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Dr. Agarwal’s Eye Hospital Invents a New Treatment for Glaucoma

Agarwal-Eye-Hospital-Glaucoma

Dr. Agarwal’s Eye Hospital today announced that they have developed a new treatment for Glaucoma. A medical breakthrough, the SINGLE PASS FOUR THROW (SFT) PUPILLOPLASTY technique can be used for treating closed angle glaucoma. First in the world, SINGLE PASS FOUR THROW (SFT) PUPILLOPLASTY has shown good results in patients with both early and advanced closed angle Glaucoma.Agarwal-Eye-Hospital-Glaucoma

SINGLE PASS FOUR THROW (SFT) PUPILLOPLASTY technique is ideal for treating this closed angle glaucoma due to abnormal iris configuration and closed angle. In SFT, the iris position is corrected by releasing the iris from the angles where the fluid drains. This new method of pulling the iris (the brown tissue) from the angle from where it has been attached to the centre creates clear angles. By this method, the iris is preventing from blocking the aqueous or fluid flow inside the eye which is necessary for maintaining pressure. This method has shown better outcomes as compared to laser treatment. The method will certainly provide added advantage in treating such patients with high eye pressure due to closed angles by iris tissue.

One-of-its-kind the treatment was used successfully to save the vision of  Sulochana. Aged 83, Sulochana was bought to Dr. Agarwal’s Eye Hospital for an eye check-up. On diagnosis she was found to be having a pressure of around 40 mm Hg, far higher than the average pressure among glaucoma patients. In fact, her condition was such that, if the pressure was left unattended she would end up losing her vision within a week.  Initially the doctor’s advised the traditional laser treatment; however that did not help in bringing down her pressure. The doctor’s took the challenge and in an effort to save her vision administered SINGLE PASS FOUR THROW (SFT) PUPILLOPLASTY. Today, not only Sulochana’s vision has been preserved, her pressure is also been bought down to normal and stable just like in the normal eye.

The eye resembles a CAMERA. Just as we take a photograph with the camera, so also the eye takes a photograph of an object seen by it.  In the camera, an object is focused onto the film of the camera by a lens. This image is an inverted image and it is developed into the studio and made into an erect one. The same way, an object is focused by the lens of the eye onto the film of the eye called RETINA. This image is also inverted and is made erect by the brain.

WHAT IS GLAUCOMA?

Glaucoma is an eye disease which is one of the leading causes of blindness in our country. It is fairly common in adults above the age of 35 years. A clear transparent fluid called AQUEOUS HUMOR flows through the inner eye continuously.   This inner flow can be compared to a sink with the tap turned on all the time. If the drainpipe gets blocked, water collects in the sink. Similarily in the eye there is a drainage system. Fluid is continuously coming into the eye and going out of the eye.  In GLAUCOMA, the fluid is entering the eye, but not going out because the drainage pipe of the eye is blocked. Once this happens, the fluid accumulates more and more in the eye and the pressure of the eye increases.  This increase in pressure indicates Glaucoma.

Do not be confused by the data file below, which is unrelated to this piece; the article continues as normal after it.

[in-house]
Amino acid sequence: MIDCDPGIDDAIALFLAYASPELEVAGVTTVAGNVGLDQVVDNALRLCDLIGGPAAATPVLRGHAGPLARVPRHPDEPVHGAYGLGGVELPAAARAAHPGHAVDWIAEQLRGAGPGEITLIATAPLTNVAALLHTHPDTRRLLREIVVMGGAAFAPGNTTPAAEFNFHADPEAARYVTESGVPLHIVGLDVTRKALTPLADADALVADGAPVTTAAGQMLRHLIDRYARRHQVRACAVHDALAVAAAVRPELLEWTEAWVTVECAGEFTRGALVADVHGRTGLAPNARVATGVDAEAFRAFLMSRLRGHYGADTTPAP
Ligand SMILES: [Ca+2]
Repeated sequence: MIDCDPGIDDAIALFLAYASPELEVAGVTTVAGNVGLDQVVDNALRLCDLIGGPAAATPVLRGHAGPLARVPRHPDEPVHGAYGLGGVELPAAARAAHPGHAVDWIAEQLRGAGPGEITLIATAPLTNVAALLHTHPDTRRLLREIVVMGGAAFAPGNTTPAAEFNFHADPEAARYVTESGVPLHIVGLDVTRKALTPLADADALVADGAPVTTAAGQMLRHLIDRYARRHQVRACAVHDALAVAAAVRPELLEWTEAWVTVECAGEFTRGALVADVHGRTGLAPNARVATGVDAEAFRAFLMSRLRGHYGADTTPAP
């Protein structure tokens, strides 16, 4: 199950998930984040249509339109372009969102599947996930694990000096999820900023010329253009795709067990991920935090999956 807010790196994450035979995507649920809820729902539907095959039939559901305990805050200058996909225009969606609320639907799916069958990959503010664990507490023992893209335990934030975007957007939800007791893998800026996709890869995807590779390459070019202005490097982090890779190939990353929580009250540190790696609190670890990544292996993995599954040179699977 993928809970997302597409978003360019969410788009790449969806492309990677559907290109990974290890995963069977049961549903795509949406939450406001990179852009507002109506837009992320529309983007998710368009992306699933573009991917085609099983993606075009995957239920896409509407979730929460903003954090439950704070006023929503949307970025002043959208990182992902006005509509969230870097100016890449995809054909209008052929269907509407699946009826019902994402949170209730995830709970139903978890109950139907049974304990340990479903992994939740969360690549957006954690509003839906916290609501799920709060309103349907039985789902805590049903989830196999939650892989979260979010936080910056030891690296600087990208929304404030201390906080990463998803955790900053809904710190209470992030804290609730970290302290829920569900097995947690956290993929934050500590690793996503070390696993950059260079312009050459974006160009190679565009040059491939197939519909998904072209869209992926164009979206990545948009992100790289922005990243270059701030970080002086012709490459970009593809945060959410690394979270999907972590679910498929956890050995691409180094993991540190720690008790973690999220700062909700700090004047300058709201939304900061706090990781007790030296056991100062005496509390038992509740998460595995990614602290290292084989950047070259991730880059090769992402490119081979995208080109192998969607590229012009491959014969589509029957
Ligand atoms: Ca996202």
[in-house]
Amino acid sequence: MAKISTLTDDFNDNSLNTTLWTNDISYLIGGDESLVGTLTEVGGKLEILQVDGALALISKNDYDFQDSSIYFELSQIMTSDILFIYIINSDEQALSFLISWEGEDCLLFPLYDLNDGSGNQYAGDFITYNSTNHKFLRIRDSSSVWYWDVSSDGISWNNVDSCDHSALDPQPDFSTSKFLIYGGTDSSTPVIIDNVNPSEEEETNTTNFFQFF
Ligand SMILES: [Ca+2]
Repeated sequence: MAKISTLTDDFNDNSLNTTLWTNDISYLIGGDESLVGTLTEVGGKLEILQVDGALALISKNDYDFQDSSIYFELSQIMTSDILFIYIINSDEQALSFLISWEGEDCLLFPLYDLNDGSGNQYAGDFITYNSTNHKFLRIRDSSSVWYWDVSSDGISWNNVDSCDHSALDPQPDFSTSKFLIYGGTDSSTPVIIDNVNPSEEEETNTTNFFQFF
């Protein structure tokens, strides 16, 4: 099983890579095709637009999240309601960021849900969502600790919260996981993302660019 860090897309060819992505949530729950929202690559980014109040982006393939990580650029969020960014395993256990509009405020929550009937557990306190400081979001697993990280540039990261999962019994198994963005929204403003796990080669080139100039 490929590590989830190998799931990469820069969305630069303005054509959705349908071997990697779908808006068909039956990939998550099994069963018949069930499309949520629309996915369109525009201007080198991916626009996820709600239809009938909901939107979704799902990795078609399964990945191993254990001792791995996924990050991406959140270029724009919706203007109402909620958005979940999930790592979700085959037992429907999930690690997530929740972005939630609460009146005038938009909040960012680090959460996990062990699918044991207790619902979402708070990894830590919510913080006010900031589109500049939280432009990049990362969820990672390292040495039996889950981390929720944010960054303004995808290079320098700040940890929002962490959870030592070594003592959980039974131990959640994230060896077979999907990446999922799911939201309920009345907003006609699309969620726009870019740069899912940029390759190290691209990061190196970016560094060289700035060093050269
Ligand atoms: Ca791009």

WHY DOES GLAUCOMA AFFECT VISION?

When we look at an object, the image is carried from the retina to the brain by the nerve of sight called the Optic nerve.  Once the pressure builds up in the eye as in glaucoma this pressure compresses the optic nerve and starts to  destroy it. This produces a loss of vision. Imagine if we are watching a scenery, then due to the pressure on the optic nerve after some¬time the sides will not be seen and slowly a patient with glauco¬ma sees only the central field of view. With the passage of time even this is lost. People seldom notice this until considerable damage has occurred. That is why glaucoma is called a thief in the night.

WHAT ARE THE SYMPTOMS OF GLAUCOMA?

  • Frequent changes of glasses, especially for near work, but none is satisfactory,
  • Rainbow coloured rings around lights
  • Blurred or foggy vision and
  • Loss of side vision
  • Keep in mind that having any of these symptoms does not necessarily mean that a person has glaucoma. It is better to get a check up of your eye condition if you suffer from any of these symptoms.

What is Closed angle glaucoma

GLAUCOMA is an ocular disease which is contributed by raise in eye pressure and subsequent optic nerve (nerve that connects eye to the brain) damage and visual loss. According to WHO Glaucoma is the second leading cause of blindness globally. Glaucoma, however, presents perhaps an even greater public health challenge than cataracts: because the blindness it causes is irreversible. Normal eye pressure in the general population ranges from 11 to 21mmHg.  Glaucoma is broadly divided into 2 types, namely the open angle glaucoma and the closed angle glaucoma. Closed angle glaucoma occurs due to narrow angles (the region where the eye fluid circulates to maintain pressure) and associated iris (the brown tissue) abnormality. Primary angle closure glaucoma forms almost half of all adult primary glaucomas seen in a hospital setting in India. The disease is often silent and the patient can present in late stages. However when treated in early stages, the vision can be maintained.

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